How to Write an Acrostic

The acrostic poetry form is fun and easy to learn. For this reason it is very popular in elementary and middle school poetry programs. The key to the form is that the first letters of the first words of every line in the poem come together to spell out a word or phrase — generally the overall subject of the poem. For example: Sushi Squid, eel and tuna Upon a bed of rice Sit ready to be eaten Happily by those who can stand It. There are very few other requirements to the form. Acrostic poems don’t normally rhyme, which … Continue reading How to Write an Acrostic

What is a Stanza?

See Also: A Brief Glossary of Meter The term stanza means “stopping place” in Italian. A stanza is a set of lines in a poem, set apart from other sets of lines by space. Each stanza comprises its own unit. The break/space between stanzas generally indicates a pause between thoughts, concepts or actions. In standard practice, most poems end a sentence at the end of stanza. It is important to remember, however, that there is no definitive rule that says this must happen. Of all writing forms, poetry is the most experimental. Rules of form get broken all the time. … Continue reading What is a Stanza?

Poetry Tips Explained: Tip 11

The more you read, the more you learn. The more you write, the more you develop. The crux of this advice is simple, but far too few potentially good poets follow it. Poetry is a vast art form. In my opinion, it is a far more varied form than painting. Many different types of writing can come under the heading of poetry, from highly structured forms to free-flowing uncontrolled verse. The topics of poetry also can branch in a nearly infinite number of directions. In order to comprehend the art of poetry, a person needs to study it. Just as … Continue reading Poetry Tips Explained: Tip 11

Poetry Writing Tips Explained: Tips Eight and Nine

People will remember an image long after they’ve forgotten why it was there. That one perfect line in a thirty line poem may be what makes it all worthwhile, or it may be what makes the rest of the poem bad. Keep an eye on it. These two tips reflect both the power of vivid imagery and the problems images can present. A perfectly formed image can be inspiring, devastating, funny, melancholy, dramatic, or subtle. For me, one of the great joys of reading poetry is experiencing the vivid writing poets produce. This image from a Tony Hoagland poem, Here … Continue reading Poetry Writing Tips Explained: Tips Eight and Nine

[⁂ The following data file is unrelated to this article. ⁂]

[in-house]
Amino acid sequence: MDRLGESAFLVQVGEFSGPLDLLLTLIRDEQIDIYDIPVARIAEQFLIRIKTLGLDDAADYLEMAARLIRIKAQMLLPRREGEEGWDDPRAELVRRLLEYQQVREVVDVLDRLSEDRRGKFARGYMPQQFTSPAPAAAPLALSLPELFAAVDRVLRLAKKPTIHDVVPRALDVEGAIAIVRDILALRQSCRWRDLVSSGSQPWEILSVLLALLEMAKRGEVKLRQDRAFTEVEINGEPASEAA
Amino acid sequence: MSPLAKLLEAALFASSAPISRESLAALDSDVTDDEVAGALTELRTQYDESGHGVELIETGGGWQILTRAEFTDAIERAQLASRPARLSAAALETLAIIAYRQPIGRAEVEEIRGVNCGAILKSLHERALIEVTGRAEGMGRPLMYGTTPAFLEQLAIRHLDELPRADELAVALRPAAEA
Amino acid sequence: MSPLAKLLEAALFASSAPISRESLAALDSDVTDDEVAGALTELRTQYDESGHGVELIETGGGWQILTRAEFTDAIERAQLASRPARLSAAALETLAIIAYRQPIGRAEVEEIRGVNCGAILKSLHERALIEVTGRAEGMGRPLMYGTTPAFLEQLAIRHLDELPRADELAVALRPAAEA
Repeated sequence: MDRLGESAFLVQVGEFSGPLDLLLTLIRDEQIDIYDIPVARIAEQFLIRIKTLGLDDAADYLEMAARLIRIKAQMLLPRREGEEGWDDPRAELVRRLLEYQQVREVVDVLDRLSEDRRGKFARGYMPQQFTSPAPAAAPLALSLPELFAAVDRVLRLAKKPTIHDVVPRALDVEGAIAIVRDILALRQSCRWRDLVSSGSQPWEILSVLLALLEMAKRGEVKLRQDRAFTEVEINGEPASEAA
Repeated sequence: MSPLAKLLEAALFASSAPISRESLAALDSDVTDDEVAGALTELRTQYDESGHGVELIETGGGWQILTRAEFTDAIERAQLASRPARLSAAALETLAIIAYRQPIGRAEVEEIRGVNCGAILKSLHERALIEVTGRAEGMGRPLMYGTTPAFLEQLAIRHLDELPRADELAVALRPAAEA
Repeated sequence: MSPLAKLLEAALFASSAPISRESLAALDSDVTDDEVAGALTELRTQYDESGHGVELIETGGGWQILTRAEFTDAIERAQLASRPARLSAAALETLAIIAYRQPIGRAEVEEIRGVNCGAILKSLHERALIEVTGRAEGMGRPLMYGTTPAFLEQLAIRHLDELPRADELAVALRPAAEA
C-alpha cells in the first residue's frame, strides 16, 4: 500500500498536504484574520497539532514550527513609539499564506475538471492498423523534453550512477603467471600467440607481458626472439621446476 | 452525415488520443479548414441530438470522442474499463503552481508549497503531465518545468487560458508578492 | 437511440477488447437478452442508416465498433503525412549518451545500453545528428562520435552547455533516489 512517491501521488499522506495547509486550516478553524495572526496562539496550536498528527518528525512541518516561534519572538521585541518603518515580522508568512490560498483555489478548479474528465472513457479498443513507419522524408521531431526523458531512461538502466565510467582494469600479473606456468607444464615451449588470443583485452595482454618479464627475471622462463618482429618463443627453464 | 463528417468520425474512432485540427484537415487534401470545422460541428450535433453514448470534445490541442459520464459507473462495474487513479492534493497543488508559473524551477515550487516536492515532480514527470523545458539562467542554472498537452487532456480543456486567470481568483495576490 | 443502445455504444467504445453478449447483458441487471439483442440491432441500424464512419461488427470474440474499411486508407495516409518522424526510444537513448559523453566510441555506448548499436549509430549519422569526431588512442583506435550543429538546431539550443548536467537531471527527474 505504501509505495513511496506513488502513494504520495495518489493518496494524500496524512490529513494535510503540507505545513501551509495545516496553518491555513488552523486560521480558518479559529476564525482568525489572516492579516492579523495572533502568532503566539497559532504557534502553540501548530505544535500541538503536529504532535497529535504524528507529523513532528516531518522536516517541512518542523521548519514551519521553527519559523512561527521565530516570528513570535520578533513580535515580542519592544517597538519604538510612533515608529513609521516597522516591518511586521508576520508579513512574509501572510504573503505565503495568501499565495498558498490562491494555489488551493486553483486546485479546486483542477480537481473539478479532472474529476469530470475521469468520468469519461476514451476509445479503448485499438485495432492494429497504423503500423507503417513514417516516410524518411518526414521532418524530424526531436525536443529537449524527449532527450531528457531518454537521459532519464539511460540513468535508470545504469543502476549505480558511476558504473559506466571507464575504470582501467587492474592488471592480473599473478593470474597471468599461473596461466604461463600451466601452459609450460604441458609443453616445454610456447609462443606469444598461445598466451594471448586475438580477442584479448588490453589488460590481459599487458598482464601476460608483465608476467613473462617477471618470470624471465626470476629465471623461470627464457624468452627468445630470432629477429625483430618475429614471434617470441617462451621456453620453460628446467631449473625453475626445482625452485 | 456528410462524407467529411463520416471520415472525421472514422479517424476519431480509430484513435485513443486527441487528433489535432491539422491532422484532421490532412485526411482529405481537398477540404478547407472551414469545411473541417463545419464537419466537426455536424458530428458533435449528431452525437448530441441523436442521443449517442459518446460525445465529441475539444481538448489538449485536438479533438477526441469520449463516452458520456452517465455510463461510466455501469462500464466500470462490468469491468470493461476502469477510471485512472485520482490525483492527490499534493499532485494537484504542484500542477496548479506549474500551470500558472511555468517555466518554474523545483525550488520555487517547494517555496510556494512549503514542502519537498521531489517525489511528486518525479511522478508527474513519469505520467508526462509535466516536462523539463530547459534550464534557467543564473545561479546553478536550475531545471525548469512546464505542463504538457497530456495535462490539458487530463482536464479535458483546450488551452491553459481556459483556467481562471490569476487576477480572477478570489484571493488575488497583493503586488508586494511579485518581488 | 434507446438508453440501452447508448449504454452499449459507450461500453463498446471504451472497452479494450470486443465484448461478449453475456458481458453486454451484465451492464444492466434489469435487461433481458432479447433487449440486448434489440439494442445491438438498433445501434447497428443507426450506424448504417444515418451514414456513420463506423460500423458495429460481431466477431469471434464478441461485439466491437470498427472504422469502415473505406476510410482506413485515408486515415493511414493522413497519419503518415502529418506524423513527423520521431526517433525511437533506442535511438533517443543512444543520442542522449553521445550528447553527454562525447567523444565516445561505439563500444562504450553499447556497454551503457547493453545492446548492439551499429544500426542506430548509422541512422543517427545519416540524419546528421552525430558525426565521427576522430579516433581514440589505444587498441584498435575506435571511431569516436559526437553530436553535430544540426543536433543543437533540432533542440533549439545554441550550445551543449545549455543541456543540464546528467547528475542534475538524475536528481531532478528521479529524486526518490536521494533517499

Poetry Writing Tips Explained: Tip Seven

Untitled poems are lazy. They’re like unnamed children. Obviously their parent doesn’t care about them. I’ve had my poetry tips published for over ten years now, and this, by far, is the most controversial tip. People get very upset when I tell them that untitled poems are lazy, and there is no doubt that I could have worded this tip in a kinder, gentler way. So be it. My worry is that it isn’t really laziness that causes this, but some pretentious desire by poets not to label their “art”. Well, forget it. Untitled poems look BAD. I absolutely hate … Continue reading Poetry Writing Tips Explained: Tip Seven

Poetry Writing Tips Explained: Tip Three

Say what you want to say and let your readers decide what it means. Most beginning poets spend too much time thinking about the intentions or themes of their poems. There are many different approaches to writing poetry. Some poets write highly structured poems. Some poets write poems about very specific subjects and have definitive goals about what they want their poem to do. While these approaches can produce great poems, I do not recommend them for beginning poets. Young poets and those writing poetry for the first time often become frustrated because they cannot seem to say what they … Continue reading Poetry Writing Tips Explained: Tip Three